First up was the Subaru BRZ, perhaps at a slight disadvantage, as I hadn’t been on the track in over a month. I set what I thought was an okay lap and jumped into the Genesis to do the same. Immediately the Genesis felt softer in the corners and less communicative than the BRZ, which was disappointing, actually. But I was on a mission: the Genesis’ extra horsepower should easily overpower the BRZ down the straights and I was pretty confident that cornering speeds would be very similar, and looking at the data afterwards it seems I was correct.

A lap of Calabogie Motorsports park begins with a long straight into a high-speed corner. In the Subaru, I entered this corner at 142 km/h and slid to the outside, getting back on the power with an exit speed of 135 km/h. In the Genesis, as I suspected would happen, entry speed was higher at 147 km/h, but exit speed suffered as the tires are more of the touring variety. As a result, I only exited at 131 km/h as I struggled to keep the car on track. The BRZ came out of that sector ahead by 1/100th of a second, so yeah, it was close.

On to sector two, a series of slower corners leading onto the long straight. Entry speed this time went to the more nimble and lighter BRZ at 80 km/h. The Genesis suffered under hard braking, entering the corner at 72 km/h, and coming out of this sector the BRZ was now ahead by 3/10th of a second.

On the long straight, the Genesis kicked into high gear, pulling ahead of the BRZ. Despite my lack of confidence in the Genesis’ brakes after the first big braking zone, I still managed to hit 177 km/h in the Hyundai, but according to my lap data, I was still on the gas in the BRZ at that point, as I was more confident it would be able to slow down in time for the next corner. Despite this, the BRZ maxed out at 172 km/h as we entered a double apex right. The Genesis was now ahead, but barely…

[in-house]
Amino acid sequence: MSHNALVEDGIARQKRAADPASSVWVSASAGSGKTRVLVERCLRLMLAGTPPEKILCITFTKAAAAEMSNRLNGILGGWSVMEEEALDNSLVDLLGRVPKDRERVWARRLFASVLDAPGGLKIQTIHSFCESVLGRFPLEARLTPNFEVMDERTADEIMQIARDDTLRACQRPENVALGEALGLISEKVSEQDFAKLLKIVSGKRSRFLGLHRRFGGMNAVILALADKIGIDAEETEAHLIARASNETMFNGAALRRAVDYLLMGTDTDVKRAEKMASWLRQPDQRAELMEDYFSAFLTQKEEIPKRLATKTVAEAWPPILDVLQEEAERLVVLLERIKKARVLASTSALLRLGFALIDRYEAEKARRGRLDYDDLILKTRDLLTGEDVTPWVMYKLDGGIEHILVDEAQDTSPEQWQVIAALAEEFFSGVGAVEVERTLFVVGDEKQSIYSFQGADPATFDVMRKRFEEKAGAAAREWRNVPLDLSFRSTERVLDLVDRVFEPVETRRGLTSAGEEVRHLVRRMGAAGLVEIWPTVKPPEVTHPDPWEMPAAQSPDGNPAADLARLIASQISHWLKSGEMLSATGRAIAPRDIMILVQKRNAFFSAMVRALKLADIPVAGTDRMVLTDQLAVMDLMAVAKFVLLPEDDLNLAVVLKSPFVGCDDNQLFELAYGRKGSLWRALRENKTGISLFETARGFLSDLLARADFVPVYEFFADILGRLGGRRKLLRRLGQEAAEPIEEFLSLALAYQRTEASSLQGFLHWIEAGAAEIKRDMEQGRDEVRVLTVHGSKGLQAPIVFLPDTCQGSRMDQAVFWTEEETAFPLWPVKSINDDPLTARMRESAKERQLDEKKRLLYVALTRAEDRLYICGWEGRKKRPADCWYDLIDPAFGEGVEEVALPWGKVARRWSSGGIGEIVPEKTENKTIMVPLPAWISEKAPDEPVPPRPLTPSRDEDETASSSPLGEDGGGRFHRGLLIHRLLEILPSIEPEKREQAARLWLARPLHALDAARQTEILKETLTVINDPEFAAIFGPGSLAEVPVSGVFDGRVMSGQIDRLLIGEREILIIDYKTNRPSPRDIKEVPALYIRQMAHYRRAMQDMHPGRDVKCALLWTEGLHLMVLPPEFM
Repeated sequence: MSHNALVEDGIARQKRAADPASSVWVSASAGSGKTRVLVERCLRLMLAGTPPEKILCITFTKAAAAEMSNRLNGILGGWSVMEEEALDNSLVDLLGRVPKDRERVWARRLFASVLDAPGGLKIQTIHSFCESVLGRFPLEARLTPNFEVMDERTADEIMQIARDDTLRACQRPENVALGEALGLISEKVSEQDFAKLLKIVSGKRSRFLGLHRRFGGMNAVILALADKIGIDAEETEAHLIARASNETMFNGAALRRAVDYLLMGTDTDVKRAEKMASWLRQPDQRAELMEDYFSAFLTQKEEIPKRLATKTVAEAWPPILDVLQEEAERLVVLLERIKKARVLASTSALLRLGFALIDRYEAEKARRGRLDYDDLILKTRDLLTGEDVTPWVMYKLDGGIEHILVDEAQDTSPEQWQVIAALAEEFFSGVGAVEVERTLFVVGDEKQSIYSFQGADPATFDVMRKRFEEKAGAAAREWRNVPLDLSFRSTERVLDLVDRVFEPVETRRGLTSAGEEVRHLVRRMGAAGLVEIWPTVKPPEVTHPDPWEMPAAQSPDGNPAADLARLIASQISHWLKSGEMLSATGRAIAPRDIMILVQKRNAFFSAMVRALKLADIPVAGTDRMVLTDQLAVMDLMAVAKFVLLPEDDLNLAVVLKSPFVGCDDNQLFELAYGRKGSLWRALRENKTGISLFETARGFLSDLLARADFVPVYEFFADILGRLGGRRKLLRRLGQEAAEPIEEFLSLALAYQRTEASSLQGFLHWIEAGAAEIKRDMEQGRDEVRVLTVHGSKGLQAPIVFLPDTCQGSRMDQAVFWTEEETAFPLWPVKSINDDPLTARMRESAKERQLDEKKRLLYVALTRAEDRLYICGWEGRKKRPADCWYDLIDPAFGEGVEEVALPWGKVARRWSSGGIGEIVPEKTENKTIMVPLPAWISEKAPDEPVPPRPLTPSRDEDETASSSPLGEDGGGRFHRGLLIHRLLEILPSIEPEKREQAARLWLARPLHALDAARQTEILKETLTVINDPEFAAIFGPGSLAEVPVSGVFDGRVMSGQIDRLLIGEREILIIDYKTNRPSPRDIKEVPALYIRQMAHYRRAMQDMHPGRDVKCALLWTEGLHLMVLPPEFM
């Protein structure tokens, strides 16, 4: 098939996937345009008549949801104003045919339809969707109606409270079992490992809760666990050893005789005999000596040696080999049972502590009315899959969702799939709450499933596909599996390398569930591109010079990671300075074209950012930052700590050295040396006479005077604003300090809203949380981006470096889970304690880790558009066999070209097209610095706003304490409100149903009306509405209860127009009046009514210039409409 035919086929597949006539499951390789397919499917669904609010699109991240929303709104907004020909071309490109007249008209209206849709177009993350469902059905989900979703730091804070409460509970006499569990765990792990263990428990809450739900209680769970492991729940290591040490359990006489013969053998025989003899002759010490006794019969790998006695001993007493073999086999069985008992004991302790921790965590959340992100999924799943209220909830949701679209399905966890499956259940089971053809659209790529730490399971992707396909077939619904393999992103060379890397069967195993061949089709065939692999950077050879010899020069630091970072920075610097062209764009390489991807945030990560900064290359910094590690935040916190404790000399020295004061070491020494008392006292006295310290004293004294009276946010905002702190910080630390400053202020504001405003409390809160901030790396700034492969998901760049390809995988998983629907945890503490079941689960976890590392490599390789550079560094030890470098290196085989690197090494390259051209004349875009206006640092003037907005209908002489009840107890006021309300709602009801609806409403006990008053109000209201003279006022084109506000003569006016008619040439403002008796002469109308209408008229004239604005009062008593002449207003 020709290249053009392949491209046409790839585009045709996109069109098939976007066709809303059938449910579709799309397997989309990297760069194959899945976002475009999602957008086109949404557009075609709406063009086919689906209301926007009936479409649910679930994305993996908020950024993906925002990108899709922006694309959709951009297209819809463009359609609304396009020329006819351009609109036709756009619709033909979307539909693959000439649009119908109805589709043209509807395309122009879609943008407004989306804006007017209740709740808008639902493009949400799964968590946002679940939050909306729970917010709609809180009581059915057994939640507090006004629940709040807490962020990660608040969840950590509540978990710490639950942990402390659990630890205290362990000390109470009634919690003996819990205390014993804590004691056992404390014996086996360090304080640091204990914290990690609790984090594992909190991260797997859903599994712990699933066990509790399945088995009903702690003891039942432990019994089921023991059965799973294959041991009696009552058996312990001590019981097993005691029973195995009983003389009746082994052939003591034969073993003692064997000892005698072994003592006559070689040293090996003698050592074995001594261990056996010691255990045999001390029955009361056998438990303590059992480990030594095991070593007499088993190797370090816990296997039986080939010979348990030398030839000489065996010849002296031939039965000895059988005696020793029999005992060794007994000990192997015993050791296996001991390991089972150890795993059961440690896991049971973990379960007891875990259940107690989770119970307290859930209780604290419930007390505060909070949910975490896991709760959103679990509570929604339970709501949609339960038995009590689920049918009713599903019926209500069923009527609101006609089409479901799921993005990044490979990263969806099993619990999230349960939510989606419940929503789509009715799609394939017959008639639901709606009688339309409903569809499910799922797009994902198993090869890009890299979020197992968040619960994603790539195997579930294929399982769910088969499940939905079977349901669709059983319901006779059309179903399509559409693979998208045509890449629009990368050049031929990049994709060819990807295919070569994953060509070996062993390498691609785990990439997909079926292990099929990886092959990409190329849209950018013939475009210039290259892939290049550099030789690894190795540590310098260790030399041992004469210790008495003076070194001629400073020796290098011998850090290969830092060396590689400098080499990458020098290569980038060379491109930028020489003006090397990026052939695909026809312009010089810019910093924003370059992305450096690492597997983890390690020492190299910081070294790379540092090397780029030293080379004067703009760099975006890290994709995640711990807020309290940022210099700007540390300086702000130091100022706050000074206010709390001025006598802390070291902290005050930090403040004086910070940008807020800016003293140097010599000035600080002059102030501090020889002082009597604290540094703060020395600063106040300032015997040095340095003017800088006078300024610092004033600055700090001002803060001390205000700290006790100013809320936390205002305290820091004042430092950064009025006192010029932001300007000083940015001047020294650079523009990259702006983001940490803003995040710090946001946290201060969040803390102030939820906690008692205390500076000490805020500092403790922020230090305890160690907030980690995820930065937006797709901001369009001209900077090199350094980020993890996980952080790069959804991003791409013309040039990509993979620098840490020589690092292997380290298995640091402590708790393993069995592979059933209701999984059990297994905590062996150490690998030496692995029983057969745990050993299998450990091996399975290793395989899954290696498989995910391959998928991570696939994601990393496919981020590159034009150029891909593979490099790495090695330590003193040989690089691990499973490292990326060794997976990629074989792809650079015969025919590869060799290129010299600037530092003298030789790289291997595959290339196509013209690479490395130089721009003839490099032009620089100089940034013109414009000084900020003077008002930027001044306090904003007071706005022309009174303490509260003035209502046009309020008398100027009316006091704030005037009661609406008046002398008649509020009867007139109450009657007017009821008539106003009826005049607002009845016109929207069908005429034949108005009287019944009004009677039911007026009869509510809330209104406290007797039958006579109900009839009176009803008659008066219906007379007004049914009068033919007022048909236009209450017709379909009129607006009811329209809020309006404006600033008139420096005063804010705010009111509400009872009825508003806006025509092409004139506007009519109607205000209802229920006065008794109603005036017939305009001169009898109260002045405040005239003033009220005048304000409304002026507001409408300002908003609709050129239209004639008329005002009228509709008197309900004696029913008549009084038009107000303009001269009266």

2013 Hyundai Genesis Coupe 2.0T (top) and 2013 Subaru BRZ. Click image to enlarge

Another long straight into a corner known as Temptation, a long decreasing-radius left-hander, which is tricky to do properly and quickly in any car. The BRZ’s lighter weight and better brakes allowed it to take a more commanding (but still close) half-second lead at this point. The story continues down the next straight as the Genesis caught up, but as we exited the series of corners call the Duck’s Head and Beak, the lighter, nimbler BRZ took the lead by more than 6/10ths. Through the high speed esses of Spoon and 4-left, the cars were even, but then the Quarry complex, a series of four right-handers, put the nail in the coffin, as the BRZ exited and crossed the line with a 2:41.625, over a second ahead of the Genesis’ 2:42.837.

It was close, and the Genesis would have done better if the brakes were better (R-Spec anyone?), so who is the winner here? It would be a cop-out to say that the consumer is the winner here, but that is somewhat of a truth, as either car will perform exceptionally on the track, but if you plan on taking your Genesis to the track, there’s no question you should be opting for the R-Spec with its upgraded brakes.

In this comparison the winner was obvious: the BRZ was more fun, easier to drive and faster around Calabogie Motorsports park. The chassis is incredibly compliant and capable, and the vehicle speaks to the driver in plain language. The Genesis felt isolated and reserved, making it more street friendly, no question. But as a weekend warrior there is no debate where my money would be spent.

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